Sunday, March 14, 2010

Parent Meeting

Last Saturday we had our parent/teacher meeting, Andrea and I were both really nervousabout it and weren't really sure what to expect from it. We knew that there had been some concerns of the parents and that we wanted to help relieve them as much as we could but weren't quite sure how Yuling wanted us to do that. I slept very little Friday night and Andrea said that she hardly slept herself. We woke up Saturday and prepared as much as we could and the before going downstairs we said a prayer together that everything would go smoothly and that we would feel calm and at peace.
Yuling began by talking for awhile and then turned it over to us to talk a little bit about howchildren learn the best and what kind of learning they do... we shared this information,which I find really interesting (sorry it's a lot of reading):

Language Acquisition vs. Language Learning (Judie Haynes)

There is an important distinction made by linguists between language acquisition and language learning. Children acquire language through a subconscious process during which they are unaware of grammatical rules. This is similar to the way they acquire their first language. They get a feel for what is and what isn’t correct. In order to acquire language, the learner needs a source of natural communication. The emphasis is on the text of the communication and not on the form. Young students who are in the process of acquiring English get plenty of “on the job” practice. They readily acquire the language to communicate with classmates.

Language learning, on the other hand, is not communicative. It is the result of direct instruction in the rules of language. And it certainly is not an age-appropriate activity for your young learners. In language learning, students have conscious knowledge of the new language and can talk about that knowledge. They can fill in the blanks on a grammar page. Research has shown, however, that knowing grammar rules does not necessarily result in good speaking or writing. A student who has memorized the rules of the language may be able to succeed on a standardized test of English language but may not be able to speak or write correctly.

Basic Interpersonal Communication Skills

Language skills needed in social situations.
When they are on the playground, in the lunch room, on the school bus, at parties, playing sports and talking on the telephone.
Social interactions are usually context embedded.
They occur in a meaningful social context.
They are not very demanding cognitively.
Cognitive Academic Language Proficiency
formal academic learning.
This includes listening, speaking, reading, and writing about subject area content material.
This level of language learning is essential for students to succeed in school.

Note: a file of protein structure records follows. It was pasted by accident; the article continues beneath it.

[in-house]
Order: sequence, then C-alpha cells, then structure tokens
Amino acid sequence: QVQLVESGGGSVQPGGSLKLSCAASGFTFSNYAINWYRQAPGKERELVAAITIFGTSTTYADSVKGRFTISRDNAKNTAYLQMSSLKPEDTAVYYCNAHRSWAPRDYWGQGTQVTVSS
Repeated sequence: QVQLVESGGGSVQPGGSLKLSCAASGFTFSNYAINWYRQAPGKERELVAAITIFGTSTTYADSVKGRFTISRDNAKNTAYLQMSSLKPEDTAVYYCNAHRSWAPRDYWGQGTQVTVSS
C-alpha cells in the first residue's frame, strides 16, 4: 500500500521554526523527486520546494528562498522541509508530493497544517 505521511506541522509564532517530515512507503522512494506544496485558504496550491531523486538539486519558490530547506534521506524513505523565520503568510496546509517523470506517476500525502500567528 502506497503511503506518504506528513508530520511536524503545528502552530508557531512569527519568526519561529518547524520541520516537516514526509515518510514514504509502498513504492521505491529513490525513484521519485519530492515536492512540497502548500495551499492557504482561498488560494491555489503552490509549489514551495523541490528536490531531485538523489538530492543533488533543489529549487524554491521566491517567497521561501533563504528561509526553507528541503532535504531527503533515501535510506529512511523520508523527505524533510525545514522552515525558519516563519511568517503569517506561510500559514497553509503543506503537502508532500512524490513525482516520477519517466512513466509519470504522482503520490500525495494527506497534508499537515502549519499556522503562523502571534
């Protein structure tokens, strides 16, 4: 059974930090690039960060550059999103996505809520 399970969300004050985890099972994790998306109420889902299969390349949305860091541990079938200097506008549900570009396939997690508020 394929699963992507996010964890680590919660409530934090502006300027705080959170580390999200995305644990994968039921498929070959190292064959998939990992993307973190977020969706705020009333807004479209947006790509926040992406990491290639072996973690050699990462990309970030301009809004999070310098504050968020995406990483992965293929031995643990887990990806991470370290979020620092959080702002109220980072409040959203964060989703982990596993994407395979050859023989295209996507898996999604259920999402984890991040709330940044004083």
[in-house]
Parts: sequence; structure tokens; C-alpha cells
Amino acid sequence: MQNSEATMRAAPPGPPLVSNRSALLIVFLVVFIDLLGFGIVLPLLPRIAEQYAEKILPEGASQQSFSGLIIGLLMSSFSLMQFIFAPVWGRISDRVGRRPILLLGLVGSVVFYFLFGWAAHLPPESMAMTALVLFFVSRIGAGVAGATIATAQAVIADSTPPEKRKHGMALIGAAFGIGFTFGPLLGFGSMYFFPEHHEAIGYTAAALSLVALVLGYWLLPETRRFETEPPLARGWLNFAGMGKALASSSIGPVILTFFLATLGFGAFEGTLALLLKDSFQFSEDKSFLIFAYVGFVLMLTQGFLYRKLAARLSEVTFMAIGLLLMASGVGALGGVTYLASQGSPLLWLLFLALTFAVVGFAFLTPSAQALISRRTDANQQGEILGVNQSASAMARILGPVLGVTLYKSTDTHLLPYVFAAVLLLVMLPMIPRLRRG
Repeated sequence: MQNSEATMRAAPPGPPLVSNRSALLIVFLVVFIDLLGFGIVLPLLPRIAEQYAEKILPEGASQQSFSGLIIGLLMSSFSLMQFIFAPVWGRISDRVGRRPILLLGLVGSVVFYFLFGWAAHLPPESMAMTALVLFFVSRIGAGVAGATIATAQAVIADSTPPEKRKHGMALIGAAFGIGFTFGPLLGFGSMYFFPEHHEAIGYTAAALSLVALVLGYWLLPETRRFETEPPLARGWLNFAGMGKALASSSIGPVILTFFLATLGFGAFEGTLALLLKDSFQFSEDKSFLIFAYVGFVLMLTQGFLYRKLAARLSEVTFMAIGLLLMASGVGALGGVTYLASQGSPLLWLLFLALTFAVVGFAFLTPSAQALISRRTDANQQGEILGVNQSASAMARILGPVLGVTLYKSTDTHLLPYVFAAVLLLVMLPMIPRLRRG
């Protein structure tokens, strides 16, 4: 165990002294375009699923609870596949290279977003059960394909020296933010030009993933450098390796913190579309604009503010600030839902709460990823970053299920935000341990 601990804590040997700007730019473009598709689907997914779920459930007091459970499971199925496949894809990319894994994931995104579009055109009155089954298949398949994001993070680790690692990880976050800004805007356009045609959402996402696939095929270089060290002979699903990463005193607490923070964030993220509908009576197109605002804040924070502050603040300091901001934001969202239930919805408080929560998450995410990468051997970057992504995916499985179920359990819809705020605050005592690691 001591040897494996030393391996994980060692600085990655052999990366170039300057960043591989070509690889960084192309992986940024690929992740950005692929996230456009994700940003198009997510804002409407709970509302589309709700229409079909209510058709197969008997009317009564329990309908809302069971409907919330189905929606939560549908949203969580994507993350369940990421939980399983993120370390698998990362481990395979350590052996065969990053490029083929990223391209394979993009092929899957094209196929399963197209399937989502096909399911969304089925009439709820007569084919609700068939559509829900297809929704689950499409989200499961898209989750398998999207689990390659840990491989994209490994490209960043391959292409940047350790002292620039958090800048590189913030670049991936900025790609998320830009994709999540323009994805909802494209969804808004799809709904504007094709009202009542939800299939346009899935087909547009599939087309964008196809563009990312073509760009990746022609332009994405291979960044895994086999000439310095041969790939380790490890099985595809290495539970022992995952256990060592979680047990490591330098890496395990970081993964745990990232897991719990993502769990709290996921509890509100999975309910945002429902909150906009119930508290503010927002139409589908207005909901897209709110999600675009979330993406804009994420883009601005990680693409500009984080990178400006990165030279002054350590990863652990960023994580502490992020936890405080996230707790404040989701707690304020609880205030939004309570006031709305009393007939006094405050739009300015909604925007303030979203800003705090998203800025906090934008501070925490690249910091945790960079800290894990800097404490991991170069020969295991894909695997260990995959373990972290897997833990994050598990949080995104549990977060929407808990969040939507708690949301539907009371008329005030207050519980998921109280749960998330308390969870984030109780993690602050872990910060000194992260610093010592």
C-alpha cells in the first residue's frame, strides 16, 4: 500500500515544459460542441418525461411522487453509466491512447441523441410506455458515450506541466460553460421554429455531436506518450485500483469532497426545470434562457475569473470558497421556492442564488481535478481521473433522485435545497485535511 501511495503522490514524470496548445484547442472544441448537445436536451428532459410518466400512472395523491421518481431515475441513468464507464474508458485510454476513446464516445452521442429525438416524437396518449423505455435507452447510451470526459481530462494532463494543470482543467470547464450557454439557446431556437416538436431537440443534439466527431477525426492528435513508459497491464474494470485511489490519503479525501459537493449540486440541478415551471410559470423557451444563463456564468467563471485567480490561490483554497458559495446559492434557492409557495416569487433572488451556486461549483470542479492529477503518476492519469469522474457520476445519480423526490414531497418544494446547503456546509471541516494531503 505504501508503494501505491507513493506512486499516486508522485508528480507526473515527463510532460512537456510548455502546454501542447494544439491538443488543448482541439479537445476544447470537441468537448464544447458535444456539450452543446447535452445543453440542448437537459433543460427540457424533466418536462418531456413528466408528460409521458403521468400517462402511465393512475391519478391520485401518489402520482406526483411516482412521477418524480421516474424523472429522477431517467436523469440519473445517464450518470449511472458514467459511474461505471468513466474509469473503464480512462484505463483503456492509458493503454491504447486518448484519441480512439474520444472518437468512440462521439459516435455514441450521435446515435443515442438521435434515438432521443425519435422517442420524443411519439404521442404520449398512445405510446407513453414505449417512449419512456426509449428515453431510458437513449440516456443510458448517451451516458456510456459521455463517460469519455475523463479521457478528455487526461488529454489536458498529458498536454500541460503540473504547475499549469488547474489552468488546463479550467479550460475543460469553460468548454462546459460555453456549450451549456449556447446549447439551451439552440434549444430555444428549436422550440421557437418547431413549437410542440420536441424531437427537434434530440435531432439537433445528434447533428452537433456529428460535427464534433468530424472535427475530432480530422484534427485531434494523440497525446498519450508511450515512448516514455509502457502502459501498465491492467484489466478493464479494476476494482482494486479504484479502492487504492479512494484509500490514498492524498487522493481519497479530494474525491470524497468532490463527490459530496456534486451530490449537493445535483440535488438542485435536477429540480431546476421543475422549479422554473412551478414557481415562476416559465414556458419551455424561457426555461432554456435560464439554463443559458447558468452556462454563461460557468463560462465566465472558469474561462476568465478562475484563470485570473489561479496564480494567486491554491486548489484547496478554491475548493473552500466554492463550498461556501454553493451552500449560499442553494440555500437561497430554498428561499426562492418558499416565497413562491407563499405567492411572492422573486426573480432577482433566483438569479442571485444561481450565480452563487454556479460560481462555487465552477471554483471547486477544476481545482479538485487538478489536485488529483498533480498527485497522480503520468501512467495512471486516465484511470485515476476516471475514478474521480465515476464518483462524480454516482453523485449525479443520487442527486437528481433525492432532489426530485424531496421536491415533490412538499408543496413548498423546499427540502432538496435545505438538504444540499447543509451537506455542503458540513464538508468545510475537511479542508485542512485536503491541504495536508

Students need time and support to become proficient in academic areas.

Andrea was awesome and took over the talking about the way people learned, and Rosy's mom (who is also a teacher and speaks English really well) was really nice and helped translate for Andrea.

After we talked about how children learned we were each supposed to have a 5-minute mini lesson to share with the parents what their children's daily classes our like. I chose a simple concept: small, medium, and large to teach about. I brought several examples-balls, squares, etc. to have them practice identifying small, medium, and large. When I first stood up I was still really nervous and so decided that I was just going to ignore the parents and talk to the kids (they were nice enough to let them come in during the lesson part). I asked the first question and Yuling told me to stop and then told the parents that they needed to be answering too.

So I tried again and started over, some of the parents started answer but only when they were prodded. Yuling told me that I needed to get the parents more involved so I brought out a small white board and drew 3 triangles of different sizes and showed first that we put an "s" for small, "m" for medium, and "l" for large. Then I drew another set and asked different kids to take it to their parents and have them write the correct letter under the shape. It was funny because all the kids were raising their hands (which they do normally in class) because they all wanted their parents to have a turn. Rosy's mom (the one that translated and knows English) told Rosy to put her hand down because she didn't want to go. It turned out to be fun and it really allowed the parents to see what a class is normally like. So my 5-minute lesson turned into over 15, but it was really good and I need not have been nervous or worried. After my lesson each of the Chinese teachers talked for a little bit and then we got to show the parents the new program that I am in charge of, it's called KMI and it's different activities that work the kids minds. They are really fun and I had several parents afterwards tell me that they really liked it.

Though we weren't excited about the meeting we have heard from several people that it was a good thing that we did, many parents concerns were laid to rest and answered and they were better able to see how their kids learn and that the style of learning is also changing from when they were kids.


  1. I dislike going to the mass parent teacher meetings as much as you dislike presenting at them.

  2. I'm glad the meeting went well! What kinds of concerns did the parents have?